What's wrong with the ("viable") candidates

PHOTO: Aircraft carrier passes under the Golden Gate bridge.

(Update: Obama and Huckabee win in Iowa)

In just a few hours we should know which two candidates can claim victory in Iowa. If polling means anything, the winners will likely come from this pool: Clinton, Edwards, Obama, Romney, and Huckabee.

Given the ongoing disaster in Iraq, it’s disappointing that none of these candidates have been willing to challenge or even address the basic premise of our foreign policy. Namely that we can rule the world by force, and that our military budget should be practically unlimited.

Glenn Greenwald recently wrote about a report that shows our “military spending exceeds the rest of the world’s spending combined, and we spend almost 10 times what the second-place country, China, spends.” With that in mind why do “anti-war” candidates like Edwards and Obama both talk about making the military even larger on their websites?

Edwards: I will double the budget for recruitment and raise the standards for the recruitment pool so that we can reduce our reliance on felony waivers and other exceptions. In addition, I will increase our investment in the maintenance of our equipment for the safety of our troops.

Obama: We should expand our ground forces by adding 65,000 soldiers to the army and 27,000 marines […] We must also consider using military force in circumstances beyond self-defense in order to provide for the common security that underpins global stability.

Now, to be fair, neither explicitly state they will increase the budget to “double recruitment” or “expand our ground forces,” but I think it’s beyond likely that they will. All of the Democratic candidates should come out and say whether or not they are for expanding, reducing or re-prioritizing the military budget. They don’t have to make blanket promises, but we should at least know with certainty where they stand. I have a hunch that, beyond Ron Paul advocates, there isn’t much support for a reduction in military spending, despite their conservative roots.

Even with this disappointing consistency among the front-runners, Greenwald maintains optimistic, because we still elect our leaders by voting. Chris Floyd, on the other hand, thinks it’s a sign that our country is a democracy in name only. I think Floyd reaches the wrong conclusion. We do have the choice of picking small military and anti-war candidates like Paul, Gravel, and Kucinich, we just don’t. As long as we have those options, and fairly counted ballots we can reverse course.

Flickr Photo by Telstar Logistics


  1. Ian

    Not defending the “big military” people, but you should know that all of the front runner candidates just say what they think will get them votes. Just look at Romney and his abortion stance. These guys generally represent what polls of American opinion says they should. Your issue isn’t then with the candidates so much as it is with the average American mentality.

  2. Chris

    Matthew Yglesias contends we don’t really have any other choice but to take these candidates at face-value for a couple of reasons:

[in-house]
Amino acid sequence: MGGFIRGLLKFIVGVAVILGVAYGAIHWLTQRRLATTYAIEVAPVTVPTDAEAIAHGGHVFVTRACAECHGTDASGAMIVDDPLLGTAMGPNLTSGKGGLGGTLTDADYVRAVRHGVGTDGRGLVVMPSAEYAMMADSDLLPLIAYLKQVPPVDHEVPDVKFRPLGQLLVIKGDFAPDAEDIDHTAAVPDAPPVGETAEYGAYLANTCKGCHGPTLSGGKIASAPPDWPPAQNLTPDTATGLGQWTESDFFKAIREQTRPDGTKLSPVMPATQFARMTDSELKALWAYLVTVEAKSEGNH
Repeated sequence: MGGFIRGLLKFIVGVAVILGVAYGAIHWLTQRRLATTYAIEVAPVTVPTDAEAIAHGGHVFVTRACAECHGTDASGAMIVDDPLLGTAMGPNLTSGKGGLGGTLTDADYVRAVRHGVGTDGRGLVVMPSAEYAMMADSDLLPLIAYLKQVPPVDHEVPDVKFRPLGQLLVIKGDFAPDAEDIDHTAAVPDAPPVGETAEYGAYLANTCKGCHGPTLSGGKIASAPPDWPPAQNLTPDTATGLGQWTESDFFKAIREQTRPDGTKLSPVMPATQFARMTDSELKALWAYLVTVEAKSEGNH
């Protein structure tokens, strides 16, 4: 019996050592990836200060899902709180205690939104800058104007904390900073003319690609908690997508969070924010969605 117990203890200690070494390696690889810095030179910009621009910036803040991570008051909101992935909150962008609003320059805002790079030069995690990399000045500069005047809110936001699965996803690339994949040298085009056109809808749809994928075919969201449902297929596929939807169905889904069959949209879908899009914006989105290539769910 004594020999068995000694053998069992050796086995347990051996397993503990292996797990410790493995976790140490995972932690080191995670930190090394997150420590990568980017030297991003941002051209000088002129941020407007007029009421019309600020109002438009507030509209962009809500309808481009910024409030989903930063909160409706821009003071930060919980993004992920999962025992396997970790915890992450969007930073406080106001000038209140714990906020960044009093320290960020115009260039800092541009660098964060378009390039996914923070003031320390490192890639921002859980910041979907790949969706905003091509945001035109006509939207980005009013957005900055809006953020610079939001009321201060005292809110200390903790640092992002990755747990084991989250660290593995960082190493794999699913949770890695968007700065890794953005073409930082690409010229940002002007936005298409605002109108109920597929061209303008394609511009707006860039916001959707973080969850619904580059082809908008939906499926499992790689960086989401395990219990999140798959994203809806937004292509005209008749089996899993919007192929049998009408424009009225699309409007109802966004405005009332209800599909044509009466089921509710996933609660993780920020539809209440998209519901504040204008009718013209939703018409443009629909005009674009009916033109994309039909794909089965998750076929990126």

1) It’s tough/impossible to divine what these candidates really mean or what they’ll really do

    2) The same pressures that are forcing them to take these positions now will exist when they are president. So if they’re caving to them now, why wouldn’t they later?

  3. Ian

    I agree that we have to take them at face value. But I don’t believe I should have faith in a word or promise any politician makes about their own character. Bush said he would bring accountability back to the White House. Politics is like salesmanship. A salesman will say anything to make the sale (See Borat’s car salesman for example). Once they are in office, they can be who they want, unless they want re-election.

    To address each point:

    1) Precisely, which is why in general, their voting record is about the only thing you can trust when judging a candidate’s policy. Even that is flawed though. Its a dice roll at best.

    2) They only care about public opinion as far as it gets them elected. Assuming a candidate won, they wouldn’t have to cave to public opinion unless they were up for re-election. A president can be unpopular, but not be kicked out of office for that. Take G W Bush for example.

  4. Pardon me for asking, but what makes you think we have “fairly counted ballots”?

  5. Chris

    I don’t know if we do have fairly counted ballots. All I do know is that there is cheating in every election. Largely because we can’t make requirements too strict because it will disenfranchise large number of voters, but we can’t make the too lax otherwise there will be chaos.

    What we should be really vigilant about is those electronic ballots. Not having a paper trail is just ludicrous.

  6. Cameron

    Why worry about fraud? I figure Dems and Reps are equally likely to cheat, so it should balance out in the great scheme of things.

  7. Ian

    Yeah… except DieBold is owned by a Republican, and when the machines “malfunction” they seem to always do so in favor of the Republicans. I don’t care who cheats, it just shouldn’t happen.